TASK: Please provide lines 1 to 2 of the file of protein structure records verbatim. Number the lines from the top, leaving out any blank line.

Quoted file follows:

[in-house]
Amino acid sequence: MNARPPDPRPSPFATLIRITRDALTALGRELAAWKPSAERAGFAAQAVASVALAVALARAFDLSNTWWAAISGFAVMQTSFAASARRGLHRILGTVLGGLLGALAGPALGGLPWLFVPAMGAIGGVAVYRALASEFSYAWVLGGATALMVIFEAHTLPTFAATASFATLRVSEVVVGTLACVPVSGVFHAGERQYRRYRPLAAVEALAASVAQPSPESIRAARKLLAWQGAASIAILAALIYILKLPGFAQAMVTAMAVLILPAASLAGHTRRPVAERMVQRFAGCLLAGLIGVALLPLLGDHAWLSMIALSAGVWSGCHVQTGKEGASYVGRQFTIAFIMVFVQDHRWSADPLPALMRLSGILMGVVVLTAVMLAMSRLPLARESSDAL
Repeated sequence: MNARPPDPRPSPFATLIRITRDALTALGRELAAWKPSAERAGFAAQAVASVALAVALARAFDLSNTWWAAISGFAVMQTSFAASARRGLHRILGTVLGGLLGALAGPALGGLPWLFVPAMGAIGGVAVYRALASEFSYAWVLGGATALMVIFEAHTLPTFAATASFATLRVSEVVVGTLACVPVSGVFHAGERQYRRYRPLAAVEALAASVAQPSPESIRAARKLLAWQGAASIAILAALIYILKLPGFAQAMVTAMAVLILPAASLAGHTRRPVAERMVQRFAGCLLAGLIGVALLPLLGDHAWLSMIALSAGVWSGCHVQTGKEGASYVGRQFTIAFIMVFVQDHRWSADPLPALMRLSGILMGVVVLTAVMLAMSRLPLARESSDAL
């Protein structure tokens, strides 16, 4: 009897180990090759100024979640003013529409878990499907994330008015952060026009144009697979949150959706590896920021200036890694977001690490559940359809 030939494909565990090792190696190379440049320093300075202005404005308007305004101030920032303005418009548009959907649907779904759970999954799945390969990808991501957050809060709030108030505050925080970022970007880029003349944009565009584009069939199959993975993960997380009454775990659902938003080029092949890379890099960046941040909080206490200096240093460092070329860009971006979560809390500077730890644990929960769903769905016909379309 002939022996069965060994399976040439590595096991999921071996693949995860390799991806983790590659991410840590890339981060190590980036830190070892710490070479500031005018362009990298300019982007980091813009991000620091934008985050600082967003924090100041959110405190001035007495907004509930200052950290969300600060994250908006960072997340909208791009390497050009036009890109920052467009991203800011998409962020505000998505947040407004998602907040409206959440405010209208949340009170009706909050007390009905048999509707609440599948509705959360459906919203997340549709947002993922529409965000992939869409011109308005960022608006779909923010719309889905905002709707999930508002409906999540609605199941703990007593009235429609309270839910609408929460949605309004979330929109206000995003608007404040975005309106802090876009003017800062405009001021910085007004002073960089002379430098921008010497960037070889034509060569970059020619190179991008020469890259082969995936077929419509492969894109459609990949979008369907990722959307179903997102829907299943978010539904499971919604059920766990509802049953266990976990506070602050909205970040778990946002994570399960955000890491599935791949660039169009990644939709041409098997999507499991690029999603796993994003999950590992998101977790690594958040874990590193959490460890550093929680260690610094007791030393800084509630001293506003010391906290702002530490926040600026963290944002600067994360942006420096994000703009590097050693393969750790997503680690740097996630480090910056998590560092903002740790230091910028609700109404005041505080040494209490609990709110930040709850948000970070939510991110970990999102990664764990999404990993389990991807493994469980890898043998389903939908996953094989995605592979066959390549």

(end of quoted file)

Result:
[in-house]
Amino acid sequence: MNARPPDPRPSPFATLIRITRDALTALGRELAAWKPSAERAGFAAQAVASVALAVALARAFDLSNTWWAAISGFAVMQTSFAASARRGLHRILGTVLGGLLGALAGPALGGLPWLFVPAMGAIGGVAVYRALASEFSYAWVLGGATALMVIFEAHTLPTFAATASFATLRVSEVVVGTLACVPVSGVFHAGERQYRRYRPLAAVEALAASVAQPSPESIRAARKLLAWQGAASIAILAALIYILKLPGFAQAMVTAMAVLILPAASLAGHTRRPVAERMVQRFAGCLLAGLIGVALLPLLGDHAWLSMIALSAGVWSGCHVQTGKEGASYVGRQFTIAFIMVFVQDHRWSADPLPALMRLSGILMGVVVLTAVMLAMSRLPLARESSDAL